Notes on Audio equipment
For Home, Mobile or Computer Use

  1. Impedance is measured in Ohms, and is a measurement of resistance.  A 4 ohm power resistor across the Positive (+) and Negative (-) terminals of a speaker or speaker system will make 8 ohm speakers or speaker systems 4 ohms.  This is a cheap way of usually roughly doubling the output of an amplifier.  The power resistor should be about twice the RMS rating of the amp, however utilizing one with the RMS rating equal to that of the amp will sometimes suffice if the amp is not "cranked".  (Of course the amp has to be capable of driving a 4 ohm load, of which most are.  Amps with a 4 ohm rating of course are capable of driving a 4 ohm load).

  2. "RMS" = Root Mean Squared.  Depending on its use, this is either the AVERAGE output of an amp (in watts), or the AVERAGE power handling of a speaker (in watts).  Peak values are much higher.  In amps or receivers, this means the continuous average output level.  In speakers, this means the continuous average input level.

  3. "THD" = Total Harmonic Distortion, the lower the better.  Less than .3% in amplification, and less than 10% in speakers, is considered "inaudible", and good.  Since speakers are electro-MECHANICAL devices, their moving parts of course cause more distortion, however our ears are more or less more "accustomed" to this type of distortion than that of amplification distortion.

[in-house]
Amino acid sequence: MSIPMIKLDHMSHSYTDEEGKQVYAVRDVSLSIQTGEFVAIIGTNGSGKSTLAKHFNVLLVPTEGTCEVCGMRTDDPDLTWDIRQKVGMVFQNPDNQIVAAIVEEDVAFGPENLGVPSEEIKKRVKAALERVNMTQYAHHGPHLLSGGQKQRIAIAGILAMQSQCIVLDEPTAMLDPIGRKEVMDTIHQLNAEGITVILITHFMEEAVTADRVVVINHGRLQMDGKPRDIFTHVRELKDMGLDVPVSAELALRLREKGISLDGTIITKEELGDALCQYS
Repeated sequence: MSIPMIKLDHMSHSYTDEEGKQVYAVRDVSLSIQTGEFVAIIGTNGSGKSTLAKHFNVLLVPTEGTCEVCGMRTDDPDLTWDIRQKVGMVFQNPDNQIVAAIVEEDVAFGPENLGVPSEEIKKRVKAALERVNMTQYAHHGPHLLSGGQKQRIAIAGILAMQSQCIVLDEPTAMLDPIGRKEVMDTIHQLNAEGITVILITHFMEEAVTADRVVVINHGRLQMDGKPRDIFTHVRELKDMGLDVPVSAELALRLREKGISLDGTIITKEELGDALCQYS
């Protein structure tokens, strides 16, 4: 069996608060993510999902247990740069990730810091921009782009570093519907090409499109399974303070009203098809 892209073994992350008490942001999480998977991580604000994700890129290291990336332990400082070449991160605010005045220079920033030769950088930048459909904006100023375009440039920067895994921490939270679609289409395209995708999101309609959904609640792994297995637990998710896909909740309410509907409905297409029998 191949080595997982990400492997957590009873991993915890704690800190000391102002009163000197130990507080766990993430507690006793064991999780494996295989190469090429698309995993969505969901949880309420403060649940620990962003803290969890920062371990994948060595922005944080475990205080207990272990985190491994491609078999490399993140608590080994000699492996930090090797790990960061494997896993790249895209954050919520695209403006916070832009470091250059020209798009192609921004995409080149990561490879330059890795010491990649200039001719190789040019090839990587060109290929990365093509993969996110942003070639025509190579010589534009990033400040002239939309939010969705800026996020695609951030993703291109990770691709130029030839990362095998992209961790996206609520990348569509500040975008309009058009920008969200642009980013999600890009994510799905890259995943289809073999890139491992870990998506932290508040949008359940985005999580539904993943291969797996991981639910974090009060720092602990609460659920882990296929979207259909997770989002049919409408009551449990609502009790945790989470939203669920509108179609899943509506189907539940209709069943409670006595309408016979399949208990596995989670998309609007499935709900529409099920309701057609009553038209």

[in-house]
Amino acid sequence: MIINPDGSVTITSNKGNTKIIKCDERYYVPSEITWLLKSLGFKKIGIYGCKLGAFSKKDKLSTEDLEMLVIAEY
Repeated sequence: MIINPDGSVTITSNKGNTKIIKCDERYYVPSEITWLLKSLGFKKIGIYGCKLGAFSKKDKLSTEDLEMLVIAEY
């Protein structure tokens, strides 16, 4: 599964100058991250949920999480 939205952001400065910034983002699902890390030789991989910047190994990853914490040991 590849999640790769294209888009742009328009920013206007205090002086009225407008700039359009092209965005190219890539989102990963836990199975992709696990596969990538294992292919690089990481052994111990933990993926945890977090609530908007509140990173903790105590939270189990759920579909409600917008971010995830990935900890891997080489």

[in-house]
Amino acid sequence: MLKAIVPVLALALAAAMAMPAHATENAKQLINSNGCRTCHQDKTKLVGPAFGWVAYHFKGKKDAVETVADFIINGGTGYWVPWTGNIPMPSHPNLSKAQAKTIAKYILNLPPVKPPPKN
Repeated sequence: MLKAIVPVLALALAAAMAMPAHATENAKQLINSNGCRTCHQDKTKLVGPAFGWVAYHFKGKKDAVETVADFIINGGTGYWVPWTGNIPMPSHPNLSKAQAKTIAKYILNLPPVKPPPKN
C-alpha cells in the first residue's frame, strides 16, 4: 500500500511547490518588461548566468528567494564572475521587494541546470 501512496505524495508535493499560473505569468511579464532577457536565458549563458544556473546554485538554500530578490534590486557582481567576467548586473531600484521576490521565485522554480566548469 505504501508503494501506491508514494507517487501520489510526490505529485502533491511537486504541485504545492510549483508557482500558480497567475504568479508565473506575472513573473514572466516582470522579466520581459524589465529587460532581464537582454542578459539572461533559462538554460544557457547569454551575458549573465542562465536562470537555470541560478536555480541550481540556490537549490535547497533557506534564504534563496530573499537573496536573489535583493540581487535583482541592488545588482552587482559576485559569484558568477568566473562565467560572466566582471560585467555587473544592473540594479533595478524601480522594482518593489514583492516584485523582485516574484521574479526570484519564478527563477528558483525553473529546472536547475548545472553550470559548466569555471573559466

4. "S/N Ratio" = Signal to Noise Ratio, the higher the better.  Anything above 65db is considered "high fidelity", and good.

    A word on speaker power ratings...Don't be mislead by these, they can be rather confusing.  Generally, it's not actually the power than can damage or blow a speaker or individual driver.  Sure, it CAN, but usually it's the distorted waveform of the amplifier that "clips", and when this happens distortion becomes infinite 100%, and it is this clipped waveform that will damage or blow a driver.  You can actually have a low power cheap amp that will blow a speaker BEFORE it would be damaged by a high power amp!  This is because a low powered or cheap amp will either have more distortion, and/or it will reach it's clipped output much sooner than that of a higher powered or more expensive amp!